from the Superior Court No. 1JU-13-00757 CI of the State of
Alaska, First Judicial District, Juneau, Louis J. Menendez,
Faris, pro se, Portland, Oregon, and Fred W. Triem,
Petersburg, for Appellant.
H. Grant, Juneau, for Appellee.
Before: Bolger, Chief Justice, Winfree, Stowers, Maassen, and
BOLGER, Chief Justice.
couple divorced after over 40 years of marriage. Although the
wife had moved to a different state several years prior, the
superior court determined that their date of separation was
in 2014. The court also recaptured pension payments the two
received after this date. The wife appeals, arguing that
these and various other aspects of the superior court's
property division were erroneous.
superior court neither erred nor abused its discretion in its
determination of the date of separation. And most of the
wife's other challenges to the property division are
without merit. But we reverse the superior court's
failure to make specific factual findings in its recapture
FACTS AND PROCEEDINGS
Taylor and Tamra Faris were married in 1973. For most of
their marriage, they lived in Juneau. Faris spent her entire
career working for the federal government, earning a Civil
Service Retirement System (CSRS) pension. In 2004 Faris
accepted a promotion and moved to Honolulu, Hawaii. She moved
to Portland, Oregon, also for work reasons, in 2006 and
currently resides there. She retired from her career with the
federal government in 2010.
Faris moved, Taylor remained in Juneau. Taylor held a variety
of jobs during his marriage to Faris, including various
positions with the State of Alaska that made him eligible for
Public Employees' Retirement System (PERS). He retired in
2011 and now draws from a PERS annuity and Social Security.
The divorce trial
Taylor filed for divorce. He and Faris reached a settlement
agreement in February 2014 and the court entered a divorce
decree at that time. Three days later, however, Faris sought
to withdraw distribution of property from that agreement.
superior court held five days of trial on the couple's
property division in late 2015 and early 2016, after the
settlement agreement had broken down. The court issued an
order dividing the marital estate in May 2017. It concluded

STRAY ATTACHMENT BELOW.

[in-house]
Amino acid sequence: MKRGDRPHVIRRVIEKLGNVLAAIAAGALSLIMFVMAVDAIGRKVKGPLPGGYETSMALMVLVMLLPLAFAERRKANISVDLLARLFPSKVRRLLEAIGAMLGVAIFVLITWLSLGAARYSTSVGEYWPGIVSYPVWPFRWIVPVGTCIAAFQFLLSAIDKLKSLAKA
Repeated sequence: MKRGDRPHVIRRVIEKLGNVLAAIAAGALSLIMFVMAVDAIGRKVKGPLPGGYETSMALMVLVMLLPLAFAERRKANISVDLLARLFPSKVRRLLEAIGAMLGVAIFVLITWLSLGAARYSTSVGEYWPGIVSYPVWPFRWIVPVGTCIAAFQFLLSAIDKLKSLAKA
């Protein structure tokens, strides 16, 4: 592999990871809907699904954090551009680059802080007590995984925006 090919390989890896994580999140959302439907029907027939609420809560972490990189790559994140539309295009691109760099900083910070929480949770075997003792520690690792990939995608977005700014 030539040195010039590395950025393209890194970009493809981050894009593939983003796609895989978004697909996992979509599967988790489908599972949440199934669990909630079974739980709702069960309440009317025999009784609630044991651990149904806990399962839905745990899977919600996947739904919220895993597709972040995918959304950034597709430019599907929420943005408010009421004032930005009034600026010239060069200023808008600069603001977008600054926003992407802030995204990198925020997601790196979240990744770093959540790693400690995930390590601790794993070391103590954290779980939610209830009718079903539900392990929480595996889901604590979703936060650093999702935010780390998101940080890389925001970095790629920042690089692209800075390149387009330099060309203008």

that the parties had not separated until 2014, when they
divide the marital estate, the superior court first
determined the properties available for distribution. These
included two marital properties: a home in Juneau and a
second home in Portland, Oregon. The court valued the Juneau
home at $450, 000 and awarded it to Taylor. It found that the
Portland home was worth $5 80, 000 and awarded the home to
court then valued and distributed the remaining property,
finding it "equitable to divide the estate with 50% of
the assets awarded to each party." This split required
dividing the parties' pension payments between them so
that each would receive the same monthly income. The court
heard expert testimony on the value of each party's
pensions, but the testimony conflicted. The court elected to
split the monthly pension payments in half, using a qualified
domestic relations order (QDRO).
court also considered the pension payments the parties had
received since the date of separation in 2014. The court
calculated the total benefit each party received from this
income and credited that benefit against each party's
award, thereby "recapturing" the parties'
post-separation pension payments.
the trial Faris filed several motions for reconsideration,
arguing in relevant part that the court erred when it (1)
recaptured the CSRS payments received between the date the
divorce was granted and the close of trial and (2) determined
that the date of separation was in 2014.
superior court denied reconsideration of these issues. It
found that both parties had "treated the
[post-separation] PERS and CSRS payments as separate
assets," effectively converting them to a non-marital
form,  and declined to revisit its decision to
recapture. The court also declined to revisit its date of